Timber-sector downturn eases in some countries: GTI Report

Air-drying sawn timber in a community-owned sawmill in San Pedro, Oaxaca, Mexico (Image: ITTO)

The downturn in the timber sector in Malaysia, Mexico and other timber-producing countries showed signs of easing in November, according to the latest edition of the Global Timber Index (GTI) Report, released on 15 Dec.

The GTI Report, supported by the International Tropical Timber Organisation (ITTO), tracks the timber sector in seven pilot countries, comprising China, which is the dominant tropical timber consumer, and six major tropical-timber-producing countries: Brazil, the Congo, Gabon, Indonesia, Malaysia and Mexico.

The GTIs of the six producer countries were all below the threshold of 50% in November, indicating decline in the sector, but values increased for all these countries compared with the previous month, indicating that the downward trend of the timber sector in the six countries has eased.

The biggest turnaround was in Malaysia, with the index increasing by 9.9 percentage points, followed by Mexico with 5.9 percentage points and Gabon of 4.6 percentage points.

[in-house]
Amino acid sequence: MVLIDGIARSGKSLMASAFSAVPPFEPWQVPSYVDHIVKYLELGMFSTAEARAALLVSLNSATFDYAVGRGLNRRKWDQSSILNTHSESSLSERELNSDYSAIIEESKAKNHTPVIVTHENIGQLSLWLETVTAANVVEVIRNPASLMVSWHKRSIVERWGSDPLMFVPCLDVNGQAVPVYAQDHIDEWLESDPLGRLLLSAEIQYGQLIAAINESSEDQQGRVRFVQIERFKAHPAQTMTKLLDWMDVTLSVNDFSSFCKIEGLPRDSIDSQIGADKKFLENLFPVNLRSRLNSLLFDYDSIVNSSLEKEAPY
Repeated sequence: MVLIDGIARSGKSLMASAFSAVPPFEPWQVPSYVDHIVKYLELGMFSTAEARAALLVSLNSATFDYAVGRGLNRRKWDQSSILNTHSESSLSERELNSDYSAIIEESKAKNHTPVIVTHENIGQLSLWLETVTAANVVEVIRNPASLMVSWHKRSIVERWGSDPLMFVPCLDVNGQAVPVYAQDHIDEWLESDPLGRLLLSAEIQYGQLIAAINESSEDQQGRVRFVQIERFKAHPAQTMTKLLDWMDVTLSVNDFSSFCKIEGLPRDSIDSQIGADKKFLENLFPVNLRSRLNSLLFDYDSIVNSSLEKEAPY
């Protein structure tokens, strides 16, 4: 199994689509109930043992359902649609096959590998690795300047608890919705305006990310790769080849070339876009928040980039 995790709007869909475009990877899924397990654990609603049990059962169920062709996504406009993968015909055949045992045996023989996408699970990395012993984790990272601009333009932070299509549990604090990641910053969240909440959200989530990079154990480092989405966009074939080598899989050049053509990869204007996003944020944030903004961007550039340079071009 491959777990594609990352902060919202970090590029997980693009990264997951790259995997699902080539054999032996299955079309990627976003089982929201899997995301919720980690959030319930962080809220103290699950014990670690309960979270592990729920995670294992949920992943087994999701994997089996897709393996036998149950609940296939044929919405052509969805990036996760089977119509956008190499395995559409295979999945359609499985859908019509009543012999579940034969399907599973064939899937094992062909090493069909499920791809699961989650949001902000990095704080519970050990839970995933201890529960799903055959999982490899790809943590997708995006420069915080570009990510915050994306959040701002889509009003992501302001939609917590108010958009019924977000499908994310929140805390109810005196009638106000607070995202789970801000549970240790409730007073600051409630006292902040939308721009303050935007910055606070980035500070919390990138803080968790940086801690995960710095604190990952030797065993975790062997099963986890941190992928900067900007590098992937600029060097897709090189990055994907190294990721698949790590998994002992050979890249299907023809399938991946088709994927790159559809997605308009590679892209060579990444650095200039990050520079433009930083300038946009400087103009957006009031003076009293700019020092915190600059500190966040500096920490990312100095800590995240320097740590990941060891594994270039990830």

November is typically the peak season for China’s timber market, and market demand and supply both increased in the country, compared with October.

GTI-participating enterprises also provided updates on the timber sector in their countries. For example, Brazilian enterprises reported that rain had greatly affected transportation.

For some enterprises, this meant a failure to make on-time deliveries to customers. On the other hand, the reduced supply of logs caused by the disruption had increased demand for logs, although this did not necessarily translate to greater profitability in wood production and manufacturing.

Gabonese and Indonesian enterprises referred to the high price of fuel oil which had increased production costs. Some enterprises in Mexico reported stagnant production due to insufficient transportation capacity and thus the slow shipping of logs from forests to sawmills.

Indonesian enterprises noted that, despite low log prices, buyer requirements for products remained strict, needing good quality and Forest Stewardship Council-certified logs; some enterprises were calling for incentives for wood and wood products sourced from sustainably managed or legal forests.

The Global Legal & Sustainable Timber Forum (GLSTF) 2023 was convened on 21-22 Nov. The Forum, which was held in Macao, China, was co-hosted by ITTO and the Macao Trade and Investment Promotion Institute, with the theme, “connect, cooperate and share to promote the recovery of the global tropical timber market”.

It provided an important platform for promoting legal and sustainable timber trade and strengthening international cooperation and exchange.